Securing water and food security in an urbanizing world
Urban areas are the engines of economic growth and rely heavily on water, energy and food to sustain this growth. Many cities in developing countries face the challenges of water scarcity and food insecurity, with major impacts on the urban poor, especially women and children. Furthermore, many agricultural practices have negative environmental effects, particularly on water quality, adding to the urban water challenge.
While the complexity of the relationship between water, food and cities may be daunting, there are huge untapped synergies that can be realised through coherent planning and management. By better understanding of the urban water and food nexus innovative ways of closing the water and nutrient loops can turn problems into resources.
Moving towards a green economy - recognizing the water-food-energy nexus
Throughout the food chain, water and energy inputs are both crucial and interlinked. On one hand, making water of acceptable quality available for food production carries a heavy energy bill. On the other, energy production is associated with significant water consumption, e.g. when energy and agriculture meet in the production of first generation bio-fuels that can consume up to 20-30 tonnes of water per litre bio-fuel.
As is often said: climate change mitigation is mainly about energy and adaptation mainly about land and water. Improved agro-forestry, 're-carbonizing the landscape' and increased consciousness about water and energy linkages will be a cornerstone of future food, water and energy security
The food-energy linkages are also about costs. Higher energy prices affect the cost of agricultural inputs, including water, and consequently food prices. High energy prices also increase the incentive for growing crops for fuel rather than food. The volatility of energy prices is hence transferred to the price of food contributing to increased food security risks.
Trading food - and virtual water
Food trade is often seen as an opportunity to transfer a surplus to areas of shortage. But there are obstacles that could impede a sound trade for food security. The current rush for land and water outside national territories is modifying international food trade. Food will be exported silently away from people and from areas where food security is hard to accomplish. Growing swathes of water and land are controlled by interests far from the location of these resources and normal trade principles may not apply. The socio-economic implications of trade and overseas land acquisition for national and global food security need to be explored and addressed further. On one hand, land acquisition may stimulate investments in regions that otherwise would be stagnant. On the other, it may be detrimental for the ambitions to reduce poverty and the number of people suffering from malnourishment.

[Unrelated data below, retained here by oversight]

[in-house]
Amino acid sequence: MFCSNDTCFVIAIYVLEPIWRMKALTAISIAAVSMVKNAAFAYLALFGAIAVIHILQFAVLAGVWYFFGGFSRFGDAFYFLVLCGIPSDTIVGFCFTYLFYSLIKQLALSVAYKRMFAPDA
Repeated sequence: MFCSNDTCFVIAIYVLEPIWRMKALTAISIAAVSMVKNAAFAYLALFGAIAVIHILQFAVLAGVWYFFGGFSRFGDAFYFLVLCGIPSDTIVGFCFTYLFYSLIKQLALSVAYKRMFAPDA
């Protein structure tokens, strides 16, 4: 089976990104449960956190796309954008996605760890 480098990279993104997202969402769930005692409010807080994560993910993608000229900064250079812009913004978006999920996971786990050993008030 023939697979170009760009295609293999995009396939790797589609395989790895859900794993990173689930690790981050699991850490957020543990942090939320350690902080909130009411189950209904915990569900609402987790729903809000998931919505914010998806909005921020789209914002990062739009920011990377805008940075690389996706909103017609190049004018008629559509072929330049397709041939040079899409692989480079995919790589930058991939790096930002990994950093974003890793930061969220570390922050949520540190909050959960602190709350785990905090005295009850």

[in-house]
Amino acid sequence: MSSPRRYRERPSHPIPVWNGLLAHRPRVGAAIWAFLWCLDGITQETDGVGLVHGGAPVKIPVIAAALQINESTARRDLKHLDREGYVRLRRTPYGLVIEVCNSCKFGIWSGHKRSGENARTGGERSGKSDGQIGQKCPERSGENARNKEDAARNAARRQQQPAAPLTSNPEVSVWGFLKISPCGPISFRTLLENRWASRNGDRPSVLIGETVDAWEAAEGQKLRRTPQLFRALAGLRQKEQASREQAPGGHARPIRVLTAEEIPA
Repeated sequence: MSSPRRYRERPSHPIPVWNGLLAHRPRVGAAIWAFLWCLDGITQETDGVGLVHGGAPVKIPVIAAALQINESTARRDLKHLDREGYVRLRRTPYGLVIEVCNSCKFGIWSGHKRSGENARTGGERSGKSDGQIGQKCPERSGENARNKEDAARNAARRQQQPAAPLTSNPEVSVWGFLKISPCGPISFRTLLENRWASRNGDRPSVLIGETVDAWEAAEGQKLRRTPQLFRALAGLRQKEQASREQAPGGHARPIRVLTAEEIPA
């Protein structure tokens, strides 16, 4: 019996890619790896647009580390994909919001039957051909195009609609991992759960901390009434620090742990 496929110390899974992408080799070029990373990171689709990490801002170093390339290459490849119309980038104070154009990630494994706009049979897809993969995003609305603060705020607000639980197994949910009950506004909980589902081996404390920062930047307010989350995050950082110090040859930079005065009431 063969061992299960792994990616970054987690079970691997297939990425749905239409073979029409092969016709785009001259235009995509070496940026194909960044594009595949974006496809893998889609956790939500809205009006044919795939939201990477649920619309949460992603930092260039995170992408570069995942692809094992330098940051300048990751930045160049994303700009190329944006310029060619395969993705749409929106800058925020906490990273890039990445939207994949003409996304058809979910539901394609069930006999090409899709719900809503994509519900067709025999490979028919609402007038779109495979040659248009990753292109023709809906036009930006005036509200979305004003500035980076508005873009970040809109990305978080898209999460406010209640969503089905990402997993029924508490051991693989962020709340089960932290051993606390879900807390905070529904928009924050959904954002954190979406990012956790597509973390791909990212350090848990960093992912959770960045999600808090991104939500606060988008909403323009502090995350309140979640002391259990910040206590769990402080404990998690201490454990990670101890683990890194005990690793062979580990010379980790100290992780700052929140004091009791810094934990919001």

When food is transported substantial volumes of virtual water flows within it. For every kilogram of food produced, between 5 and 25 tonnes of water is used. Moving food from areas with high water availability, and high water use efficiency, to areas with scarcity or low productivity may result in considerable overall water savings.
Water, food and energy are closely linked in many of the world’s transboundary river basins where riparian states share water as well as the benefits derived from its use. Turning competing demands for limited water resources into mutually beneficial benefit sharing is both a major challenge and a major opportunity.
Building new partnerships for knowledge and good governance
Like the circulatory system of the human body ensures the integrity of functions by different organs, a sound water management system is critical to sustain practically all sectors of society. Water is critical for food security, energy security, health security and has key democracy, human rights and equality dimensions. The Integrated Water Resources Management approach attempts to address competing demands from different sectors and the sustenance of ecosystem livelihoods and biodiversity by involving all stakeholder groups in decision making. Developing new partnerships with civil society and the private sector throughout the food chain, from production in the field, through the food industry and transport system to the retail link and the consumers is vital to wise resource management.
Stakeholder interaction is important in both the creation and sharing of values, including getting fair access to the goods and services that are created, and in implementing corporate social responsibility. Only informed stakeholders can make this system work, calling for both generation of knowledge through research, technology development and innovation, and dissemination of knowledge in all parts of the chain.
In a rapidly globalizing world, good governance of the water and food security system - securing the institutions, information and investments - calls for improvements at all scales, from the local through the national and regional to the global level.